Jullien Gaer, thank you so much for joining us.

Jullien Gaer

I'm very glad to be here. Thank you for inviting me.

Oli Lewington

So, while I was doing the research for this podcast, one of the things I came across is that a while back you invited a load of artists, or you gave artists an opportunity to come into theatre and watch you doing cardiac surgery. What was the idea behind that?

Jullien Gaer

Oh, hard cash, pure and simple. It actually wasn't even my idea. So, the background is the following... My wife is an art dealer and a contemporary art dealer. And Bob Bell, who was chief executive until relatively recently, as you probably know, dragooned me one day and asked if we could use the connections that we have in the contemporary art world to do some fundraising for the hospital.

You have to understand that artists get asked for this sort of stuff all the time. People sort of don't realise that it's their work. And if you say, would you like to donate a piece of art for some charitable purpose, you're asking them to undertake a significant piece of work for nothing. So, they have to kind of believe in it. That's the first thing, and they have to want to do it. They are saturated with requests for it because everybody thinks that churning out a piece of art is just something you do. You just press another button and another bit comes out. And so, we asked a number of artists that we know to engage in that and said that rather than simply, as it were, pressing the button and donating something, why not come and spend some time in the hospital. This was at Harefield. See how it works. See what makes Harefield tick and then create a piece of work based on that. So, there were a number of artists, many of them very well known, Grayson Perry, among them, Tracey Emin, who came to the hospital and spent some time there.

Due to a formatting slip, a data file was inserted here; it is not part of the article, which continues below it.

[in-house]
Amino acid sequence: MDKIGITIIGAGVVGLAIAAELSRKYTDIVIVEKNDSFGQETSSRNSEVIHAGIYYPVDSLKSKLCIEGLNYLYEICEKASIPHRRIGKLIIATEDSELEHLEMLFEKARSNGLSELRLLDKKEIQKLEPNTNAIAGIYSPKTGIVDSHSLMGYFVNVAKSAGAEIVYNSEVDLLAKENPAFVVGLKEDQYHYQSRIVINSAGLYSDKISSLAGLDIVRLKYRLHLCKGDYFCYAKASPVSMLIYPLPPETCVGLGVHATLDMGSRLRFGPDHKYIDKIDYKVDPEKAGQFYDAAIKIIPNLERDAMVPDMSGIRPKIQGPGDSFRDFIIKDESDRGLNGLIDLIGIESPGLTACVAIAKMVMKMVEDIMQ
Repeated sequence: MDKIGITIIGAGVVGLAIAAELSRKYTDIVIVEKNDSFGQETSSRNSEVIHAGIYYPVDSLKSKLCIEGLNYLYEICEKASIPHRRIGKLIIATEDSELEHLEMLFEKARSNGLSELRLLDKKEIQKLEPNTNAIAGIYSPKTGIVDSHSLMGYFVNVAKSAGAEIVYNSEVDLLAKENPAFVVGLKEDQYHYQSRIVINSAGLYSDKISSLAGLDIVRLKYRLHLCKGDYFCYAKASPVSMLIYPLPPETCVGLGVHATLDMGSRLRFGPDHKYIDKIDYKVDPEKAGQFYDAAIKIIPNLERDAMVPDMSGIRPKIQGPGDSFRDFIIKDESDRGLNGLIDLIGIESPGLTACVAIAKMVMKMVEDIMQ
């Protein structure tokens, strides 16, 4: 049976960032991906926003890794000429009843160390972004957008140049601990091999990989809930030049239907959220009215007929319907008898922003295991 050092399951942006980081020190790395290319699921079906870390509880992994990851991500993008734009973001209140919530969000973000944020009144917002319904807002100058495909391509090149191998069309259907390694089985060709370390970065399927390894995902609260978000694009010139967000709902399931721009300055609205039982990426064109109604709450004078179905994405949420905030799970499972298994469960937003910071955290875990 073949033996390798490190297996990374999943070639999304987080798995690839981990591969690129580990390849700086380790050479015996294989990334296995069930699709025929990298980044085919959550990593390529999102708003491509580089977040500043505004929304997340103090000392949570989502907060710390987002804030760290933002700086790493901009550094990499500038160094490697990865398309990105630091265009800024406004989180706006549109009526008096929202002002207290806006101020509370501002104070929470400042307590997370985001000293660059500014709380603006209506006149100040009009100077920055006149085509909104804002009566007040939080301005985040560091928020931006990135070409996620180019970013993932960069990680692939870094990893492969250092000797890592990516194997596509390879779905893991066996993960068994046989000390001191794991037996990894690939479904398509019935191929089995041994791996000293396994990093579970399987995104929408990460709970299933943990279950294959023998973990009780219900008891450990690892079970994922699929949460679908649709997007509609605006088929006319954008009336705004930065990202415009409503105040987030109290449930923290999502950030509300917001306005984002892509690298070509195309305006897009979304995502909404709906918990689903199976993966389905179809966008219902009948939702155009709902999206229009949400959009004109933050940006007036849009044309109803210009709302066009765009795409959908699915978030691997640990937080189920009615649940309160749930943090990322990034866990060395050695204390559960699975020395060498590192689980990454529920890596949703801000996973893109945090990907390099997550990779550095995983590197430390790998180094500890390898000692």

Grayson was particularly good at it and actually came back on more than one occasion, became a sort of ambassador for the hospital. And the artwork that was donated by these artists, some of whom didn't visit the hospital, but donated works of art nonetheless, was sold at an auction at Sotheby's, in 2010, or something like that. It was a while ago and that's what happened. So that’s what you will have read will have been some of the coverage that was in the press at around that time. Charitable auction for medical endeavours are kind of a bit stale now. And I think if you went round and asked a bunch of contemporary artists now, you would get a smack in the chops. But ten years ago, it was relatively novel. And many of the artists we know well enough to call in a favour.

Oli Lewington

And how common is it to have visitors in a surgical theatre? Was it strange for you to have people like Grayson Perry hanging around?

Jullien Gaer